‘Songs & Sounds of the Harlem Renaissance’ in Columbus
Pete Mills and the Columbus Jazz Orchestra pay tribute to the artistic movement that made the Manhattan neighborhood a cultural hub following World War I.
Columbus Jazz Orchestra tenor saxophonist Pete Mills never tires of hearing Duke Ellington’s rendition of “Cotton Tail,” the sprightly tune the renowned jazz pianist and composer wrote in 1940.
“Whenever I hear that recording, it makes my heart happy and inspires me to practice my saxophone,” says Mills, who also teaches saxophone and improvisation and directs the jazz ensemble at Denison University in Granville. “That 3 1/2-minute piece is some of the best 3 1/2 minutes in music.”
On Jan. 18, Mills, along with other members of the Columbus Jazz Orchestra, local and national artists and high-school musicians from the Columbus Youth Jazz Orchestra, will present “Songs & Sounds of the Harlem Renaissance.” The 90-minute concert, which includes selections by Ellington, pays tribute to music composed during the famous artistic movement that made the Manhattan neighborhood a cultural hub following World War I before jazz swept the country.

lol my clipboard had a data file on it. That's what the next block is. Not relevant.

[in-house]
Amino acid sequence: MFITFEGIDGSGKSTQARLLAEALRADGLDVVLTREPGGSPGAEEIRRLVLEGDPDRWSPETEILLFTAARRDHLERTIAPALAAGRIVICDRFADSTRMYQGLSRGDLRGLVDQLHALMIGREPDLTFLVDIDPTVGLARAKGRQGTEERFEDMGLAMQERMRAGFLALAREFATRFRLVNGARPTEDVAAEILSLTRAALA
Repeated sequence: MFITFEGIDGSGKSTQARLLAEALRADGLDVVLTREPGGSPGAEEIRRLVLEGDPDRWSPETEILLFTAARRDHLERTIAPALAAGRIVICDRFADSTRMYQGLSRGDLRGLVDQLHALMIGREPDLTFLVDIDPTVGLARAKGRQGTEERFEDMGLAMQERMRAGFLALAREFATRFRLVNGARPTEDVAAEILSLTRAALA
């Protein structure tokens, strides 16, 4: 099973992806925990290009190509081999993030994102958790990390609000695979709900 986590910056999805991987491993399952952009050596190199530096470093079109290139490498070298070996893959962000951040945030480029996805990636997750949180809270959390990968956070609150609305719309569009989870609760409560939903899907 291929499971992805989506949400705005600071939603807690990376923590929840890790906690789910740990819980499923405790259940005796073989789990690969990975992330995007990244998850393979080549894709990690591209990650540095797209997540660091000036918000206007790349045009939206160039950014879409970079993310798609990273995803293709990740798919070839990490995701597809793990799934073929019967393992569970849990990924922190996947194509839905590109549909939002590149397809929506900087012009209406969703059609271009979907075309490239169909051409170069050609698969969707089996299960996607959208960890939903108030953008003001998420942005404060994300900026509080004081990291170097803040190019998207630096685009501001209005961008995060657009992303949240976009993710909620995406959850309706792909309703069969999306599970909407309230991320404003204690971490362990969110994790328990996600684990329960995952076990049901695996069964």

“One could argue that the story of jazz can be written by studying the music written then,” Mills says. “The sound and the music continue to be major influences. So we thought it would be nice to cap Columbus’ year of celebrating this wonderful time in American history with a celebration of the music that came out of it, as well as composers who continue to be inspired by it.”
Mills, who’s producing the concert with Zach Compston, education director for Columbus’ Jazz Arts Group, admits the abundance of noteworthy songs created during the period make it difficult to whittle down the playbill to an hour and a half. Ella Fitzgerald, Billie Holiday, Cab Calloway and Fats Waller are only a handful of the singers and songwriters who will be showcased along with Ellington.
“American jazz speaks to the soul of this country — the depth, the groove, the feeling, the rhythm,” Mills says. “It’s really one of the great gifts this country has given the world. Jazz is the ultimate democracy. Everyone contributes to it.”
For more information, visit jazzartsgroup.org.